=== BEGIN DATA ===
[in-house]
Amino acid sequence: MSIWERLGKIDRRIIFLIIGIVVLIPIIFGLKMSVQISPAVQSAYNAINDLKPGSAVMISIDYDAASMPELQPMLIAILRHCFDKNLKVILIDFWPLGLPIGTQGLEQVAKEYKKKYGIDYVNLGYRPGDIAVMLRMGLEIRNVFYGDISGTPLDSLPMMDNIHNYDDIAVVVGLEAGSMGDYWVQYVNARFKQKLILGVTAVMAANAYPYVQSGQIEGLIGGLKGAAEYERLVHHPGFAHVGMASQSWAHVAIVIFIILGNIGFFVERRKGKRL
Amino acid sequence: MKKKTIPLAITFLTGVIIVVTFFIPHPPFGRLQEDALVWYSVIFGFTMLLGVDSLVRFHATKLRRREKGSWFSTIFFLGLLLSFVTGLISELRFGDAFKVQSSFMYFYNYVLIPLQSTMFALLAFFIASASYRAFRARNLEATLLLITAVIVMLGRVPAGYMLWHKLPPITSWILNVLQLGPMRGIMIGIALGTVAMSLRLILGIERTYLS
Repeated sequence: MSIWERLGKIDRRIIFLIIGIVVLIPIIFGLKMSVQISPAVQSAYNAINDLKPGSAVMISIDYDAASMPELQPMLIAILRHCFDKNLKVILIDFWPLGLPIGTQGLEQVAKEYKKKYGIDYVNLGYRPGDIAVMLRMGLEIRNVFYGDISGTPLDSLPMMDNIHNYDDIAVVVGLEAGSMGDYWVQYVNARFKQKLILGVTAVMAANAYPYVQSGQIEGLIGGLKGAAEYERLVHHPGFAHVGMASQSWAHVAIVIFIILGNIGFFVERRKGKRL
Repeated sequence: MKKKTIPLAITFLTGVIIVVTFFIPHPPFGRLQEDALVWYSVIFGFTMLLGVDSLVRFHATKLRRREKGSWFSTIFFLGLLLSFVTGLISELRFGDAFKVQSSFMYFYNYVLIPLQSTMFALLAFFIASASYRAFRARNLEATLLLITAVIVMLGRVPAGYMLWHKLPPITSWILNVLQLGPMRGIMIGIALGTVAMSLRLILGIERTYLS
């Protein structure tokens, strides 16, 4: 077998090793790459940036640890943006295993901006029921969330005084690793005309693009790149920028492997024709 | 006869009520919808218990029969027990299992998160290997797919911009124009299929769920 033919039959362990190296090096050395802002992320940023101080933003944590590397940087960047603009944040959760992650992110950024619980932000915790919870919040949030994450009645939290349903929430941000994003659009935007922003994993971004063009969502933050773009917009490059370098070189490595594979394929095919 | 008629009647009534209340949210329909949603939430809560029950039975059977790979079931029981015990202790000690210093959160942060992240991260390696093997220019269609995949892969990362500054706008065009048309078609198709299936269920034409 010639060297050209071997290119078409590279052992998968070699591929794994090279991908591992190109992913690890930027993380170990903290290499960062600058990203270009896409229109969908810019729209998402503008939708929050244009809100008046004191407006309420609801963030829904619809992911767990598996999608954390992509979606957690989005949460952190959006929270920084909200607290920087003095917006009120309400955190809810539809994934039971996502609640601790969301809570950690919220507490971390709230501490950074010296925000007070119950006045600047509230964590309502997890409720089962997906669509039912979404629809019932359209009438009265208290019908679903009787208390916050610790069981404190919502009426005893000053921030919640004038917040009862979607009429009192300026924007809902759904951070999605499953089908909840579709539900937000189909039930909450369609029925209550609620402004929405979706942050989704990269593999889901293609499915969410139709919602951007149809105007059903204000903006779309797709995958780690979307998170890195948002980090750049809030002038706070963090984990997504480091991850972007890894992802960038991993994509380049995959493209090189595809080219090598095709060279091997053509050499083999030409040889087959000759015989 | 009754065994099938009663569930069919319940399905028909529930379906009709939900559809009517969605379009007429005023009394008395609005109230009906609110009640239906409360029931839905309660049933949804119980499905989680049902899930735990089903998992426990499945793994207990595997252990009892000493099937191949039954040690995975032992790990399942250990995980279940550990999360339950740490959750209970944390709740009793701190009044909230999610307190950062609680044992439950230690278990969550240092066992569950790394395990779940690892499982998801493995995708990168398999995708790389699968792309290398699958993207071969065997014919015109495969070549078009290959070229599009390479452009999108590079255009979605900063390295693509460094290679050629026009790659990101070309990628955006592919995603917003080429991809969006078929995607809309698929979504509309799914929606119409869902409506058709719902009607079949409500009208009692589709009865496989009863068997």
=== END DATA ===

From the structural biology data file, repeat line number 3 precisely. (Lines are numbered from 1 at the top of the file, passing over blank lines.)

Amino acid sequence: MKKKTIPLAITFLTGVIIVVTFFIPHPPFGRLQEDALVWYSVIFGFTMLLGVDSLVRFHATKLRRREKGSWFSTIFFLGLLLSFVTGLISELRFGDAFKVQSSFMYFYNYVLIPLQSTMFALLAFFIASASYRAFRARNLEATLLLITAVIVMLGRVPAGYMLWHKLPPITSWILNVLQLGPMRGIMIGIALGTVAMSLRLILGIERTYLS